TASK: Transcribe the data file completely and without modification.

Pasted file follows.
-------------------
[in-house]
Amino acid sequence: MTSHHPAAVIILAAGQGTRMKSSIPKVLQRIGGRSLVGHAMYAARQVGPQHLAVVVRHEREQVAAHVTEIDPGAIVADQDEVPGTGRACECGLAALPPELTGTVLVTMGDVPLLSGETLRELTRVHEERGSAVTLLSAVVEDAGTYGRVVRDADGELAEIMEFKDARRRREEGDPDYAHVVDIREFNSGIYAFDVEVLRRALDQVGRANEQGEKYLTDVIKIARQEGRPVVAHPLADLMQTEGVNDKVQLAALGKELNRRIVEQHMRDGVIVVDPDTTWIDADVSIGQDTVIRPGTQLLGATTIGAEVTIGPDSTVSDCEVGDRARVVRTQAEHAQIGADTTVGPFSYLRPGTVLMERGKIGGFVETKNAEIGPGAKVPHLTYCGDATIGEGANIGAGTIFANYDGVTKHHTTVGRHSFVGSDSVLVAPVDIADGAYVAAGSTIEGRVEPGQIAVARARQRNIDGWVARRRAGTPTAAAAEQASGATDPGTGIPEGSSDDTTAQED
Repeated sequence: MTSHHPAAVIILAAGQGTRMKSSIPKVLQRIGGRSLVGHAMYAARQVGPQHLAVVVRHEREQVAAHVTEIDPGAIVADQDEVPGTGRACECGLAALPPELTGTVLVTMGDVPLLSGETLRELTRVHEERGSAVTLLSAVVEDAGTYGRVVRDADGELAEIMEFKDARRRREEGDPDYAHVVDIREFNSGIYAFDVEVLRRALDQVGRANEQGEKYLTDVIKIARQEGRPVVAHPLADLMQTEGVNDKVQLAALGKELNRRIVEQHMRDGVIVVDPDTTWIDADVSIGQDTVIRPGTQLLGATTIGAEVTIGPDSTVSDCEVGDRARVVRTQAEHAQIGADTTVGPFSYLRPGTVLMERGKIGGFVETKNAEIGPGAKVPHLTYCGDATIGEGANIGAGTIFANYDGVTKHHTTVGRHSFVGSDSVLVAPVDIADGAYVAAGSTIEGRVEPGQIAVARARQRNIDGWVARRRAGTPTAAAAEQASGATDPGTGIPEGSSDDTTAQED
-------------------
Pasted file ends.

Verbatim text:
[in-house]
Amino acid sequence: MTSHHPAAVIILAAGQGTRMKSSIPKVLQRIGGRSLVGHAMYAARQVGPQHLAVVVRHEREQVAAHVTEIDPGAIVADQDEVPGTGRACECGLAALPPELTGTVLVTMGDVPLLSGETLRELTRVHEERGSAVTLLSAVVEDAGTYGRVVRDADGELAEIMEFKDARRRREEGDPDYAHVVDIREFNSGIYAFDVEVLRRALDQVGRANEQGEKYLTDVIKIARQEGRPVVAHPLADLMQTEGVNDKVQLAALGKELNRRIVEQHMRDGVIVVDPDTTWIDADVSIGQDTVIRPGTQLLGATTIGAEVTIGPDSTVSDCEVGDRARVVRTQAEHAQIGADTTVGPFSYLRPGTVLMERGKIGGFVETKNAEIGPGAKVPHLTYCGDATIGEGANIGAGTIFANYDGVTKHHTTVGRHSFVGSDSVLVAPVDIADGAYVAAGSTIEGRVEPGQIAVARARQRNIDGWVARRRAGTPTAAAAEQASGATDPGTGIPEGSSDDTTAQED
Repeated sequence: MTSHHPAAVIILAAGQGTRMKSSIPKVLQRIGGRSLVGHAMYAARQVGPQHLAVVVRHEREQVAAHVTEIDPGAIVADQDEVPGTGRACECGLAALPPELTGTVLVTMGDVPLLSGETLRELTRVHEERGSAVTLLSAVVEDAGTYGRVVRDADGELAEIMEFKDARRRREEGDPDYAHVVDIREFNSGIYAFDVEVLRRALDQVGRANEQGEKYLTDVIKIARQEGRPVVAHPLADLMQTEGVNDKVQLAALGKELNRRIVEQHMRDGVIVVDPDTTWIDADVSIGQDTVIRPGTQLLGATTIGAEVTIGPDSTVSDCEVGDRARVVRTQAEHAQIGADTTVGPFSYLRPGTVLMERGKIGGFVETKNAEIGPGAKVPHLTYCGDATIGEGANIGAGTIFANYDGVTKHHTTVGRHSFVGSDSVLVAPVDIADGAYVAAGSTIEGRVEPGQIAVARARQRNIDGWVARRRAGTPTAAAAEQASGATDPGTGIPEGSSDDTTAQED